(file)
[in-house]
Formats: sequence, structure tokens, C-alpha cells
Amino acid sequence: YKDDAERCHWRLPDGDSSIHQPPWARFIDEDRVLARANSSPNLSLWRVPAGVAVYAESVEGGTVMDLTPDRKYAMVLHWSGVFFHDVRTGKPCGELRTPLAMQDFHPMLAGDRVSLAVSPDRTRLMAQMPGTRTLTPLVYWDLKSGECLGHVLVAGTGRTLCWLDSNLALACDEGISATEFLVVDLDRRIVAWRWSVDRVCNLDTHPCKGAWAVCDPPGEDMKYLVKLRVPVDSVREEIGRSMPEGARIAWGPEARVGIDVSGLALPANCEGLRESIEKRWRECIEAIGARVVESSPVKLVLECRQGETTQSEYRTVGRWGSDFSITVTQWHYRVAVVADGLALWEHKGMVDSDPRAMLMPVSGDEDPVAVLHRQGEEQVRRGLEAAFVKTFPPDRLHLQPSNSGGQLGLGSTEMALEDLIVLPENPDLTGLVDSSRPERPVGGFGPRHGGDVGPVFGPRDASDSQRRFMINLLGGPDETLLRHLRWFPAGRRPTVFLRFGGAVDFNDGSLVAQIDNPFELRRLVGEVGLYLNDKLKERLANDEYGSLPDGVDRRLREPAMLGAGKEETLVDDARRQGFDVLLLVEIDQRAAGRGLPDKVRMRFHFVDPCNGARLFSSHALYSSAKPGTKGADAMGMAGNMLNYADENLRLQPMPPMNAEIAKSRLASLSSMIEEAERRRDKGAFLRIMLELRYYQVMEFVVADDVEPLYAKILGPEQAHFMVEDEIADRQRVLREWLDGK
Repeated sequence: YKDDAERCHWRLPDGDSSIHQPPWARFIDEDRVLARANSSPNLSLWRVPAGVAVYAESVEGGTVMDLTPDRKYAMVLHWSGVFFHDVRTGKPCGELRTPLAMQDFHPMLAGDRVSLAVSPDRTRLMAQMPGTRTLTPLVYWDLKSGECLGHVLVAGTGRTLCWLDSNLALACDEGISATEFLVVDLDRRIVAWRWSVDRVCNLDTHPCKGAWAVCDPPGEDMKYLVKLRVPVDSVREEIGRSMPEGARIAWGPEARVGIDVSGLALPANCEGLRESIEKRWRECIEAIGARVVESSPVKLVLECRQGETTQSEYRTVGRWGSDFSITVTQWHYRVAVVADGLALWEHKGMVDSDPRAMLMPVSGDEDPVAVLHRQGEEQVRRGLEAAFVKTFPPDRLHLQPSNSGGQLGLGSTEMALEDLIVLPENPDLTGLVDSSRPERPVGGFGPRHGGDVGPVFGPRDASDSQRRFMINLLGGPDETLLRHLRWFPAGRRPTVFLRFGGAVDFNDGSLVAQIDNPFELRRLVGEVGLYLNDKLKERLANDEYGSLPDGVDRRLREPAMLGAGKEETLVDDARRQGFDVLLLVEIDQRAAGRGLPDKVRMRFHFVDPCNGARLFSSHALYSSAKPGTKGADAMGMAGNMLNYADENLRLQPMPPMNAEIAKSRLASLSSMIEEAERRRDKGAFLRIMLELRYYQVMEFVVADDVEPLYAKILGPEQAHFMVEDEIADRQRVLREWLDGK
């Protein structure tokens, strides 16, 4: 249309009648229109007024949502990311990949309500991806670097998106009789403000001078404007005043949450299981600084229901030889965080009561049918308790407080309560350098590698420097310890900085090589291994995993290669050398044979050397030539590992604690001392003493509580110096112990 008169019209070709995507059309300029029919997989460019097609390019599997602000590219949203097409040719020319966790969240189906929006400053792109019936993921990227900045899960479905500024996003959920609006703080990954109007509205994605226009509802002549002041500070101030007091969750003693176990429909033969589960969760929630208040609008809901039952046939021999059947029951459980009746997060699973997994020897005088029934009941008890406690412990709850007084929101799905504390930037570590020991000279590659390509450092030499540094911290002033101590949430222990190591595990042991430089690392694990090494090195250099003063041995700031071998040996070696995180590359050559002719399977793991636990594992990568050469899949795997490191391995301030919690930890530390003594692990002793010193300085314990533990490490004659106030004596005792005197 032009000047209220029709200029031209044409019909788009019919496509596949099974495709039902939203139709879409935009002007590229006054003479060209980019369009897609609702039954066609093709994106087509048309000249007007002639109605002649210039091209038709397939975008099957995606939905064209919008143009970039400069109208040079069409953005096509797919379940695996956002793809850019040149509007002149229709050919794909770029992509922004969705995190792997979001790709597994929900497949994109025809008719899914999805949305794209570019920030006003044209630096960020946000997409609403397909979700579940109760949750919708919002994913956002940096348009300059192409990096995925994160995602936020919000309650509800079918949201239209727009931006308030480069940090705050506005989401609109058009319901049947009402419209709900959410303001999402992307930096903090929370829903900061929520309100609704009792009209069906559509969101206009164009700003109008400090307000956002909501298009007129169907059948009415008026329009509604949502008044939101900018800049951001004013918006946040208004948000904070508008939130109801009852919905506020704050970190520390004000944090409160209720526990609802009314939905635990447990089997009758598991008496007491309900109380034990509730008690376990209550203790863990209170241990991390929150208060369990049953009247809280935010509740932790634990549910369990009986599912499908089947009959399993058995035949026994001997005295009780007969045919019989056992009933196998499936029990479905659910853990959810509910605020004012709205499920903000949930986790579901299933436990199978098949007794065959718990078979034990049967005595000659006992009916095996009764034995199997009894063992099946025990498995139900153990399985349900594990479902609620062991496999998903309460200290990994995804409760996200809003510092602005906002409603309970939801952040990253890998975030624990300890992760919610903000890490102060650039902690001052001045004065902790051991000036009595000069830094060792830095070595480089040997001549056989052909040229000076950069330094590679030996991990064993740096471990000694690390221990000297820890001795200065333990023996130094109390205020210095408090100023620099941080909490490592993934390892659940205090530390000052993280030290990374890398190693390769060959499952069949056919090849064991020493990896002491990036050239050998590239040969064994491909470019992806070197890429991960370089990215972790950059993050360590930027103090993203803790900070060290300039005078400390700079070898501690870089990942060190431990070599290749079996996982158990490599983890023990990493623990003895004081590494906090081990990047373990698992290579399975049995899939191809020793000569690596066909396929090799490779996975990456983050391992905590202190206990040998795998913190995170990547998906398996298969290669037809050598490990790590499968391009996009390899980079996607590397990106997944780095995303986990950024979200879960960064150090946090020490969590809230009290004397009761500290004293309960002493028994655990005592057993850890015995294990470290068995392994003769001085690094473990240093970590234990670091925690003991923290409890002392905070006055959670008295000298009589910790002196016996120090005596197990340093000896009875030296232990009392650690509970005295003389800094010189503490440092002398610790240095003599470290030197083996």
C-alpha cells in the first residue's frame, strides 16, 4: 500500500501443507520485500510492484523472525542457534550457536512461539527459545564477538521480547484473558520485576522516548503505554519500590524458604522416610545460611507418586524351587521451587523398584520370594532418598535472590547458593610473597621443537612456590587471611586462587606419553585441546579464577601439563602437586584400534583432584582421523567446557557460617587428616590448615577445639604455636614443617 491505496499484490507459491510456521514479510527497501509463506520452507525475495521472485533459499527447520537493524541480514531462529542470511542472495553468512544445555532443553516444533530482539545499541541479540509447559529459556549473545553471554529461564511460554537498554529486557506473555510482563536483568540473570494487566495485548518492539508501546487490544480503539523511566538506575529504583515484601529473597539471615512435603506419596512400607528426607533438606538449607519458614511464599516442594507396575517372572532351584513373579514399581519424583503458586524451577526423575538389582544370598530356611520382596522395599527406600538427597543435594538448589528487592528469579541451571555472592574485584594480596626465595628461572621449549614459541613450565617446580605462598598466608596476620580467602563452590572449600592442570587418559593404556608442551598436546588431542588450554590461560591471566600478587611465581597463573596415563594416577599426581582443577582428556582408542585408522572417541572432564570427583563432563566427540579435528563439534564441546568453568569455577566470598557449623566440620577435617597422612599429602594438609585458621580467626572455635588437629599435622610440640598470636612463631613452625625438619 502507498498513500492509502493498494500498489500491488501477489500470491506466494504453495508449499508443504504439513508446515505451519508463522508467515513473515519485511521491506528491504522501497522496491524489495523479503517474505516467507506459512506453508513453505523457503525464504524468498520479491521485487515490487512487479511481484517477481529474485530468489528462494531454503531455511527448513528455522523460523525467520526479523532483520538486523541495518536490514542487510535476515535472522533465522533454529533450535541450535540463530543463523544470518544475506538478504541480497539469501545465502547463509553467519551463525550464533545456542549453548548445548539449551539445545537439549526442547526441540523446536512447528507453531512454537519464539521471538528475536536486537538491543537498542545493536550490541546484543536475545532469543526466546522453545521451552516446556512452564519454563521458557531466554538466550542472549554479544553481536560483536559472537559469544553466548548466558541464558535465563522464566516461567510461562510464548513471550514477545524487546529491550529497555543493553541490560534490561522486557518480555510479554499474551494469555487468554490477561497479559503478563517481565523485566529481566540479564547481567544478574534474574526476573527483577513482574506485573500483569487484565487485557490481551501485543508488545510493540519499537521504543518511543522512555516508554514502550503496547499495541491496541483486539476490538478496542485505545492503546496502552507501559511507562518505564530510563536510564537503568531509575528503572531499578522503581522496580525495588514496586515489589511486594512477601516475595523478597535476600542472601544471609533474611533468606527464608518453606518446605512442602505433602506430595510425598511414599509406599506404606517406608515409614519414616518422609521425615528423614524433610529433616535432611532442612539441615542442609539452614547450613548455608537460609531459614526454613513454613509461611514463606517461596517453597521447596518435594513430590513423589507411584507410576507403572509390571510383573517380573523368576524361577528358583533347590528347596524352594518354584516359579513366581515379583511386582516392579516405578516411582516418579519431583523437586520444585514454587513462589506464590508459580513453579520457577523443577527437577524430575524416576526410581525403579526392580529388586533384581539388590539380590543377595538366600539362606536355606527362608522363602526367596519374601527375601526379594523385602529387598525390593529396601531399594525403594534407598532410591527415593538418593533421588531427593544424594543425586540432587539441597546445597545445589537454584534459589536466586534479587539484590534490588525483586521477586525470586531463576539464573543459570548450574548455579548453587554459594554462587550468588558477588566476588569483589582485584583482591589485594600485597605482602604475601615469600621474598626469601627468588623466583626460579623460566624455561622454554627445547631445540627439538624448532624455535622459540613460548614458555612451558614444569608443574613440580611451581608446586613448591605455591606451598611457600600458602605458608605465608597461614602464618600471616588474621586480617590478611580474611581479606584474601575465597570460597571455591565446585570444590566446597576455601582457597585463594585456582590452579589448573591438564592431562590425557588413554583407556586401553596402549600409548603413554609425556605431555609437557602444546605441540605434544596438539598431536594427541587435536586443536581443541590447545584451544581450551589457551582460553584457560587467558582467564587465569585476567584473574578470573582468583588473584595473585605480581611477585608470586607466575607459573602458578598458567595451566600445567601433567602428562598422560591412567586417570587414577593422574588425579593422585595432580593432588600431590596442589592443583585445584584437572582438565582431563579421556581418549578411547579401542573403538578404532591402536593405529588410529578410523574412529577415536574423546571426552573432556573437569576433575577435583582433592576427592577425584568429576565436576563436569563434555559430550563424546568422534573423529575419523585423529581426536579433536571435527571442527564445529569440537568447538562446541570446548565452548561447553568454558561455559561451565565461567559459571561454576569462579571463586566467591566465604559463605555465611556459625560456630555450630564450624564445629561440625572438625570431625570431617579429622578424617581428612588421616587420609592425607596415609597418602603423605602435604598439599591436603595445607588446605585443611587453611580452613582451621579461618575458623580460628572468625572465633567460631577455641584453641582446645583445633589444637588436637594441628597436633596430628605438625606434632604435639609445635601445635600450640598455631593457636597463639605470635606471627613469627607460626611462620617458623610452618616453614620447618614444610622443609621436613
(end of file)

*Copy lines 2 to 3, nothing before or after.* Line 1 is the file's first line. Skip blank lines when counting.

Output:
Formats: sequence, structure tokens, C-alpha cells
Amino acid sequence: YKDDAERCHWRLPDGDSSIHQPPWARFIDEDRVLARANSSPNLSLWRVPAGVAVYAESVEGGTVMDLTPDRKYAMVLHWSGVFFHDVRTGKPCGELRTPLAMQDFHPMLAGDRVSLAVSPDRTRLMAQMPGTRTLTPLVYWDLKSGECLGHVLVAGTGRTLCWLDSNLALACDEGISATEFLVVDLDRRIVAWRWSVDRVCNLDTHPCKGAWAVCDPPGEDMKYLVKLRVPVDSVREEIGRSMPEGARIAWGPEARVGIDVSGLALPANCEGLRESIEKRWRECIEAIGARVVESSPVKLVLECRQGETTQSEYRTVGRWGSDFSITVTQWHYRVAVVADGLALWEHKGMVDSDPRAMLMPVSGDEDPVAVLHRQGEEQVRRGLEAAFVKTFPPDRLHLQPSNSGGQLGLGSTEMALEDLIVLPENPDLTGLVDSSRPERPVGGFGPRHGGDVGPVFGPRDASDSQRRFMINLLGGPDETLLRHLRWFPAGRRPTVFLRFGGAVDFNDGSLVAQIDNPFELRRLVGEVGLYLNDKLKERLANDEYGSLPDGVDRRLREPAMLGAGKEETLVDDARRQGFDVLLLVEIDQRAAGRGLPDKVRMRFHFVDPCNGARLFSSHALYSSAKPGTKGADAMGMAGNMLNYADENLRLQPMPPMNAEIAKSRLASLSSMIEEAERRRDKGAFLRIMLELRYYQVMEFVVADDVEPLYAKILGPEQAHFMVEDEIADRQRVLREWLDGK